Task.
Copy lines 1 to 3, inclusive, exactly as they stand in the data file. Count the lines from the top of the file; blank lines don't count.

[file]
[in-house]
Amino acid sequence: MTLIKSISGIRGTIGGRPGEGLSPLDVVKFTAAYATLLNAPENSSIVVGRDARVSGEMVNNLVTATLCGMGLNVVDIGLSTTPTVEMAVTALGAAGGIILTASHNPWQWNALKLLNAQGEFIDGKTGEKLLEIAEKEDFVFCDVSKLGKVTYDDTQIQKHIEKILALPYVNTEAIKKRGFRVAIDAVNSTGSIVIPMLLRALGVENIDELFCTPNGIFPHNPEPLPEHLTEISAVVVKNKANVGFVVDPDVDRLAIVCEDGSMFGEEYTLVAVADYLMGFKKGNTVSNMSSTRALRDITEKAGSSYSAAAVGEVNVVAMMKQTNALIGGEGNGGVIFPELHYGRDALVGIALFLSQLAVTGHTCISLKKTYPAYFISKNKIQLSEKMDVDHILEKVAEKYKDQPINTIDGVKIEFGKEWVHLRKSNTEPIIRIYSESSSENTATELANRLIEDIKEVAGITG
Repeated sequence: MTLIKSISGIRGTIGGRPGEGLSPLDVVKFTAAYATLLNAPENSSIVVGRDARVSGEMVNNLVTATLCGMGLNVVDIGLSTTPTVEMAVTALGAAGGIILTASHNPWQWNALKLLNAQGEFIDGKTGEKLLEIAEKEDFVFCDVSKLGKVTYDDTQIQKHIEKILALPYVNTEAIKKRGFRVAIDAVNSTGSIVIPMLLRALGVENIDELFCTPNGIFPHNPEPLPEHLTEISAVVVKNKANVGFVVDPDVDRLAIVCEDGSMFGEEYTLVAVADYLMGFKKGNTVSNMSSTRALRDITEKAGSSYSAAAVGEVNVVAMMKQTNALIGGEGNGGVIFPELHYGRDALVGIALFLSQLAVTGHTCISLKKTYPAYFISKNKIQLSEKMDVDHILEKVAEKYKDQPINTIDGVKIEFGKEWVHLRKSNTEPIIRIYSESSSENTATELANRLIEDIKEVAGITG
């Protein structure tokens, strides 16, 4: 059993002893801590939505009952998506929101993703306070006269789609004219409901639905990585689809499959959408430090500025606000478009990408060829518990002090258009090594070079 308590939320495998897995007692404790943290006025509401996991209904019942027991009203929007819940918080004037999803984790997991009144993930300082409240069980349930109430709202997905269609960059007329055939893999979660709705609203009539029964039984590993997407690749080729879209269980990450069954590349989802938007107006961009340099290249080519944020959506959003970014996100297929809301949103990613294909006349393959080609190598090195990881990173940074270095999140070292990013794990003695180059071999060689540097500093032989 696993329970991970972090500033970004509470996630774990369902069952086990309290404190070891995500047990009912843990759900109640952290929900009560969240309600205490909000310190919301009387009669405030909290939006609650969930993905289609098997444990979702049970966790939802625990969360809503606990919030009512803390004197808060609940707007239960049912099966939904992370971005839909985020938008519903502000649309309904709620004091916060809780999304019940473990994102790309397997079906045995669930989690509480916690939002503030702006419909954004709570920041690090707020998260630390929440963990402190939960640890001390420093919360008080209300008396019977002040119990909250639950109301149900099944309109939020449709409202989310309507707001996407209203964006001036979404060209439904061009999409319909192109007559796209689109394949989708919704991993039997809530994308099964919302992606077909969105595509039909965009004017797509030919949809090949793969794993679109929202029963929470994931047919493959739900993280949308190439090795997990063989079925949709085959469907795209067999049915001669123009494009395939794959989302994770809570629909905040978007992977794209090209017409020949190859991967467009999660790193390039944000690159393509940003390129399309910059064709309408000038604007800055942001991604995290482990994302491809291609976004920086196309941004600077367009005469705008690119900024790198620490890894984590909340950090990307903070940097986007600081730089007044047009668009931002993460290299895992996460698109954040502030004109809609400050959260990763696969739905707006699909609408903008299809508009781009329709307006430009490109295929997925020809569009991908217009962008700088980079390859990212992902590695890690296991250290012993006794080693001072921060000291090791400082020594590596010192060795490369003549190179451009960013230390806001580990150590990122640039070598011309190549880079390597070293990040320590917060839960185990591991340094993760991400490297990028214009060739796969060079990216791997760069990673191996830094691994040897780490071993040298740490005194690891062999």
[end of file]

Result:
[in-house]
Amino acid sequence: MTLIKSISGIRGTIGGRPGEGLSPLDVVKFTAAYATLLNAPENSSIVVGRDARVSGEMVNNLVTATLCGMGLNVVDIGLSTTPTVEMAVTALGAAGGIILTASHNPWQWNALKLLNAQGEFIDGKTGEKLLEIAEKEDFVFCDVSKLGKVTYDDTQIQKHIEKILALPYVNTEAIKKRGFRVAIDAVNSTGSIVIPMLLRALGVENIDELFCTPNGIFPHNPEPLPEHLTEISAVVVKNKANVGFVVDPDVDRLAIVCEDGSMFGEEYTLVAVADYLMGFKKGNTVSNMSSTRALRDITEKAGSSYSAAAVGEVNVVAMMKQTNALIGGEGNGGVIFPELHYGRDALVGIALFLSQLAVTGHTCISLKKTYPAYFISKNKIQLSEKMDVDHILEKVAEKYKDQPINTIDGVKIEFGKEWVHLRKSNTEPIIRIYSESSSENTATELANRLIEDIKEVAGITG
Repeated sequence: MTLIKSISGIRGTIGGRPGEGLSPLDVVKFTAAYATLLNAPENSSIVVGRDARVSGEMVNNLVTATLCGMGLNVVDIGLSTTPTVEMAVTALGAAGGIILTASHNPWQWNALKLLNAQGEFIDGKTGEKLLEIAEKEDFVFCDVSKLGKVTYDDTQIQKHIEKILALPYVNTEAIKKRGFRVAIDAVNSTGSIVIPMLLRALGVENIDELFCTPNGIFPHNPEPLPEHLTEISAVVVKNKANVGFVVDPDVDRLAIVCEDGSMFGEEYTLVAVADYLMGFKKGNTVSNMSSTRALRDITEKAGSSYSAAAVGEVNVVAMMKQTNALIGGEGNGGVIFPELHYGRDALVGIALFLSQLAVTGHTCISLKKTYPAYFISKNKIQLSEKMDVDHILEKVAEKYKDQPINTIDGVKIEFGKEWVHLRKSNTEPIIRIYSESSSENTATELANRLIEDIKEVAGITG